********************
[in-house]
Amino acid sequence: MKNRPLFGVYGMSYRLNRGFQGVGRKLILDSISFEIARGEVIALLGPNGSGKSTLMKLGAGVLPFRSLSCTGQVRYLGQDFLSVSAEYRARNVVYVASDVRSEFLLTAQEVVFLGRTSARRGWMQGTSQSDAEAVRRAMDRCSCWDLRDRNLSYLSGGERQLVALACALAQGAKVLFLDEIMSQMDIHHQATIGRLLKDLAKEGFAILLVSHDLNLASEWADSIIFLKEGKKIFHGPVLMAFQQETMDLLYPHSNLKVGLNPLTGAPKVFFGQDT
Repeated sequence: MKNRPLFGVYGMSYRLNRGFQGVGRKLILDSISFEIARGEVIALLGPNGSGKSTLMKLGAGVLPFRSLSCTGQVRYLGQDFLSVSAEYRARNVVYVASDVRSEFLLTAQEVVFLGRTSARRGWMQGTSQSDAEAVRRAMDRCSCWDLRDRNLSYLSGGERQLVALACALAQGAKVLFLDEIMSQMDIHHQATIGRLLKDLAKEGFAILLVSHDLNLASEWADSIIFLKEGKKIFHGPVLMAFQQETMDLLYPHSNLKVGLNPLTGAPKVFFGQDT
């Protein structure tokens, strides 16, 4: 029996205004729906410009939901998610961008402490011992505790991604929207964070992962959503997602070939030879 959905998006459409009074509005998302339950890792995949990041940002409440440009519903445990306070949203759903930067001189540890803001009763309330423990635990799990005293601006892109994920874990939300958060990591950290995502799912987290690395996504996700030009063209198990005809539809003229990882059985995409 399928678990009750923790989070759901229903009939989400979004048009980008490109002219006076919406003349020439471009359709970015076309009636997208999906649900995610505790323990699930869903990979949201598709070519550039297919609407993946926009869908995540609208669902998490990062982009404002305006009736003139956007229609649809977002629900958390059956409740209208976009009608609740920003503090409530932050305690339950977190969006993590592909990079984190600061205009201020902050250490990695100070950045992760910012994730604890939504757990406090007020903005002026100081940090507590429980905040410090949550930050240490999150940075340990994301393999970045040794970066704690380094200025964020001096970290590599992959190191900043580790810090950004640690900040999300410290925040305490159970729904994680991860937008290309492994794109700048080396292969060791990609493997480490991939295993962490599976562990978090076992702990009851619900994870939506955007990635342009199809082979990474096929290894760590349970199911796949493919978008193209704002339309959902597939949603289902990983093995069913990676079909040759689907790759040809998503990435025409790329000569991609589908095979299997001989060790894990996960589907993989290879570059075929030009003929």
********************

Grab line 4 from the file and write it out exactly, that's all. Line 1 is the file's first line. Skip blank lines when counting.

């Protein structure tokens, strides 16, 4: 029996205004729906410009939901998610961008402490011992505790991604929207964070992962959503997602070939030879 959905998006459409009074509005998302339950890792995949990041940002409440440009519903445990306070949203759903930067001189540890803001009763309330423990635990799990005293601006892109994920874990939300958060990591950290995502799912987290690395996504996700030009063209198990005809539809003229990882059985995409 399928678990009750923790989070759901229903009939989400979004048009980008490109002219006076919406003349020439471009359709970015076309009636997208999906649900995610505790323990699930869903990979949201598709070519550039297919609407993946926009869908995540609208669902998490990062982009404002305006009736003139956007229609649809977002629900958390059956409740209208976009009608609740920003503090409530932050305690339950977190969006993590592909990079984190600061205009201020902050250490990695100070950045992760910012994730604890939504757990406090007020903005002026100081940090507590429980905040410090949550930050240490999150940075340990994301393999970045040794970066704690380094200025964020001096970290590599992959190191900043580790810090950004640690900040999300410290925040305490159970729904994680991860937008290309492994794109700048080396292969060791990609493997480490991939295993962490599976562990978090076992702990009851619900994870939506955007990635342009199809082979990474096929290894760590349970199911796949493919978008193209704002339309959902597939949603289902990983093995069913990676079909040759689907790759040809998503990435025409790329000569991609589908095979299997001989060790894990996960589907993989290879570059075929030009003929």